Before moving onto our first Non-Prediction of 2013, TMM thought they probably should at least comment upon last week's moves in fixed income markets which appear to have caught a lot of people off guard. The FOMC minutes suggesting that QE3 could end by the close of this year evidently surprised a lot of people. TMM were lucky enough to have been short various rate markets, but covered these on Friday morning ahead of Non-Farm Payrolls. The spike higher in yields has been very rapid and reasonably large - justified to some extent by the passing of the fiscal cliff deal and generally stronger data, but things do not move in straight lines.
There are some strong underlying currents developing at the moment with govvies looking as though they have minimal upside globally, equities showing there strength as alternatives to highly complex and margin tight credit products and reflation trades in general taking showing their mettle (pun intended) and the post FOMC reaction was like a small "no more QE" earthquake shaking them. Bonds were swiftly shaken lower, equities got shaken down against trend and USD/JPY was accelerated on its path. TMM would normally look for opportunity to buy things that have been shaken back against trend in such events (equities in this case), but some things have moved so far forward of where they should be right now we are looking to go countertrend.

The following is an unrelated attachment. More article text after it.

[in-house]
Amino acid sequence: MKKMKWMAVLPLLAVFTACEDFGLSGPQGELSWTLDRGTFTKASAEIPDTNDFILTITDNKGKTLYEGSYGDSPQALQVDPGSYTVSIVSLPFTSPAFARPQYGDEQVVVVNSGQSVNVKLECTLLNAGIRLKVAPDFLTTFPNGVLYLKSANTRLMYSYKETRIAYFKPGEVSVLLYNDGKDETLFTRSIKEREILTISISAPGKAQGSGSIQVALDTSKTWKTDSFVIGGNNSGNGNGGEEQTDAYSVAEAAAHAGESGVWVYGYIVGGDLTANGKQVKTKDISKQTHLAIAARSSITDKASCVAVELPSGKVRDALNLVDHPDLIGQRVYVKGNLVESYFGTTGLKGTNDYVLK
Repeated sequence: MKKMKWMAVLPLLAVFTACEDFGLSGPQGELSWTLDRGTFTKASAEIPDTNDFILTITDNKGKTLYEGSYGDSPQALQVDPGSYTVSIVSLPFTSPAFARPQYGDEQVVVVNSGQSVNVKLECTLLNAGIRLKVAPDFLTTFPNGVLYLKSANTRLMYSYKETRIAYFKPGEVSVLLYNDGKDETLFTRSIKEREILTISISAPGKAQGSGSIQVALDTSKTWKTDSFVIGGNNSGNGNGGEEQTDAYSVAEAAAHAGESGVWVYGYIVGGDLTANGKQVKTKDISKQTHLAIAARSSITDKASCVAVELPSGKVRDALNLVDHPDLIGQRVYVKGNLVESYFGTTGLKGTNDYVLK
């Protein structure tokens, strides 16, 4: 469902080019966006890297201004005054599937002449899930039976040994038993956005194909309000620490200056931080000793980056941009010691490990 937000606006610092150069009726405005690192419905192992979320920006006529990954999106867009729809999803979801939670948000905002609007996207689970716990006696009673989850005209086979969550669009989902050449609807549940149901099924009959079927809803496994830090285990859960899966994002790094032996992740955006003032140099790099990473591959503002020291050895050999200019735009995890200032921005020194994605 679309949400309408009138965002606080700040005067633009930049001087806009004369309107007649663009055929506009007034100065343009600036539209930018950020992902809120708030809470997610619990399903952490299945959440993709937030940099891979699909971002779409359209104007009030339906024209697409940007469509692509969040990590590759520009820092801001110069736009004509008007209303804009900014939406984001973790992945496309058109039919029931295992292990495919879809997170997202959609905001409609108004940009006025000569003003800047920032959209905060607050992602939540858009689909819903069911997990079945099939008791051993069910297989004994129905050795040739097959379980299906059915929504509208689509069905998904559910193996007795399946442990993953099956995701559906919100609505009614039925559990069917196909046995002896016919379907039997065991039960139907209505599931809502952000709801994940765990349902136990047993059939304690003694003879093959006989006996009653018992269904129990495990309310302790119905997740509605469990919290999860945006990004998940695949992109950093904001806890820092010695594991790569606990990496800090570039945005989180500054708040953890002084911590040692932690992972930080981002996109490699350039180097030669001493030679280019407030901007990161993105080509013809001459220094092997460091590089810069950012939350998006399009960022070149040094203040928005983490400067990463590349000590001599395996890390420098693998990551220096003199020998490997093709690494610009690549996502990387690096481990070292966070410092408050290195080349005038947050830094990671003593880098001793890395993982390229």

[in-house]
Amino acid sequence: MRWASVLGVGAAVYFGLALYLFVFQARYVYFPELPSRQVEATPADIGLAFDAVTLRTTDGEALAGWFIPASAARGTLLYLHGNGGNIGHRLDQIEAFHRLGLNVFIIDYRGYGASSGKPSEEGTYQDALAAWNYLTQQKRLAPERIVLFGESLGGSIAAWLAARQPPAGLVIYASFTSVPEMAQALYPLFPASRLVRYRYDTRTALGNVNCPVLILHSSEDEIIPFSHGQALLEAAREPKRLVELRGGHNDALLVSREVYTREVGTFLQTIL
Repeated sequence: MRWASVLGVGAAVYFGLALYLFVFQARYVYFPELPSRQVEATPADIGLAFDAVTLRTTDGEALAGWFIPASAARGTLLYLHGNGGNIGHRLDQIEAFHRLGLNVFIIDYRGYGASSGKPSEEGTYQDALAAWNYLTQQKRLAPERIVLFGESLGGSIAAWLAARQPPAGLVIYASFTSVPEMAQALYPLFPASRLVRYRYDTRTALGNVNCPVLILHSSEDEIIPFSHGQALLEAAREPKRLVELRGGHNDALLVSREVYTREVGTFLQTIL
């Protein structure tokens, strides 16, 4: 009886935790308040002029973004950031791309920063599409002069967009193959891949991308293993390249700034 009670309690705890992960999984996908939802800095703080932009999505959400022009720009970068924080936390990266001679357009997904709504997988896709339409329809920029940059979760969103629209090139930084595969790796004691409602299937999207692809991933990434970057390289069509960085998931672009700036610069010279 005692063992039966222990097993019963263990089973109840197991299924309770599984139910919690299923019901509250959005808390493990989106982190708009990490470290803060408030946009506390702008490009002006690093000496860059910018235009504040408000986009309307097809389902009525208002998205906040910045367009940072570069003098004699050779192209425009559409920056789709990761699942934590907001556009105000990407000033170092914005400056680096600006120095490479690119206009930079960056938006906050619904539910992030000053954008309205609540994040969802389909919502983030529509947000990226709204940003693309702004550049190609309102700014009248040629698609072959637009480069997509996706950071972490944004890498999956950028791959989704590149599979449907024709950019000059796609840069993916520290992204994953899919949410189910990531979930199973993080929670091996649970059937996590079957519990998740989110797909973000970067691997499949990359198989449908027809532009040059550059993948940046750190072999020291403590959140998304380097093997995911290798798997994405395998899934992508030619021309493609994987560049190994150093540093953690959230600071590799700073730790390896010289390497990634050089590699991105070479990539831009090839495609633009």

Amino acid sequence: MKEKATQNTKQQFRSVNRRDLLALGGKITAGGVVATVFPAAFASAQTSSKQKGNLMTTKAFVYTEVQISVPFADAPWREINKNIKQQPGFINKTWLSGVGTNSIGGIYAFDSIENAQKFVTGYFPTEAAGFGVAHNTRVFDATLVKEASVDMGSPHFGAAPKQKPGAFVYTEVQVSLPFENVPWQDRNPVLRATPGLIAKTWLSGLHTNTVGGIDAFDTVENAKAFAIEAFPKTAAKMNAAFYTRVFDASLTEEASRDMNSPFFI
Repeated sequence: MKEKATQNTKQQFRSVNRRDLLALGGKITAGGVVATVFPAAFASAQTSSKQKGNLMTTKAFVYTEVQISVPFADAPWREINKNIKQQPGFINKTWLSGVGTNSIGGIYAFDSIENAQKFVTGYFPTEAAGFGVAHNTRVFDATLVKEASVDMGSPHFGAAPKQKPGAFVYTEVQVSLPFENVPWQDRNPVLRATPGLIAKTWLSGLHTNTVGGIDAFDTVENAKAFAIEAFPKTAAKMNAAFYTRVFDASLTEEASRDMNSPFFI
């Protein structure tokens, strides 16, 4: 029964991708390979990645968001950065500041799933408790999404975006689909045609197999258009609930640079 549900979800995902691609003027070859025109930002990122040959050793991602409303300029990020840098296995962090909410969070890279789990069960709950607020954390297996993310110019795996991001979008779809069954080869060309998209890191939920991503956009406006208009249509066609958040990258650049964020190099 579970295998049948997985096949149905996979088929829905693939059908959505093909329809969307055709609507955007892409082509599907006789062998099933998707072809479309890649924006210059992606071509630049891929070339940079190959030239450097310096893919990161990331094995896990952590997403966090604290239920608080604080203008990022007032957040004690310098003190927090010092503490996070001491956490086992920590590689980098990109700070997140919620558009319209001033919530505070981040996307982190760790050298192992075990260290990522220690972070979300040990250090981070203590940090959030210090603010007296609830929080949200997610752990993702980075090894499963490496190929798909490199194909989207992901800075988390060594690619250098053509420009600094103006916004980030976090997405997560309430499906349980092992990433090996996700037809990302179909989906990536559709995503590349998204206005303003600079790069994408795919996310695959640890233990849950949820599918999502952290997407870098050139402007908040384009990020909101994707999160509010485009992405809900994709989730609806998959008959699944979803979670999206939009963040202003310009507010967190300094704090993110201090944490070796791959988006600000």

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The fact that things like Schatz & Euribor have also sold off to the extent that barely any chance of a further deposit rate cut is priced in has TMM reckoning that buying things like ERZ3 or ERM4 ahead of the ECB meeting represents compelling risk/reward. Additionally, seemingly in contrast to the theme of our first 2013 Non-Prediction, TMM purchased some 1 month 86-strike USDJPY puts on Friday, for a cheap-looking 33bps. Given the parabolic nature of the recent move and weekly RSIs being as overbought as they have been since 1997, the setup for a countertrend move early next week looks good. We also appreciated the market reaction to an "as expected" NFP which gave strong clues that expectations vs. reality are ahead of themselves in the very short term.
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And finally... on to our first Non-Prediction of 2013:
1) Japan will NOT escape deflation this year, but reflation trades will NOT disappoint.
TMM have generally been skeptical of these kinds of trades, given that people have been trying them for the best part of 15 years, and especially over the past couple of years, with little or no luck. But, as regular readers will know, TMM changed their minds in recent months (sadly missing the most recent moves from mid/late-December, but booking a tidy profit so we shouldn't complain) for two main reasons:
First, the Basic Balance of Payments (see chart below from GS) has failed to recover from its post-Tohuko earthquake deterioration, instead remaining mired in deficit. On the trade side, the nuclear plants haven't been switched back on (much to TMM's surprise - though the poor showing of the anti-nuclear parties in December's election & subsequent TEPCO rally as the Keidanren are de facto calling the shots now probably means some reversal of this position), territorial tensions with China have hit (especially) auto sales and Japan Inc. is being hollowed out by Korea (TMM bought a new laptop in the sales, with an equivalent Samsung spec being as much as £400 cheaper than their hitherto trusty Sony Vaios - it wasn't a hard choice...). The experience of the UK over the past 10 years suggests that once lost, it is very difficult to regain market share, even after FX depreciation.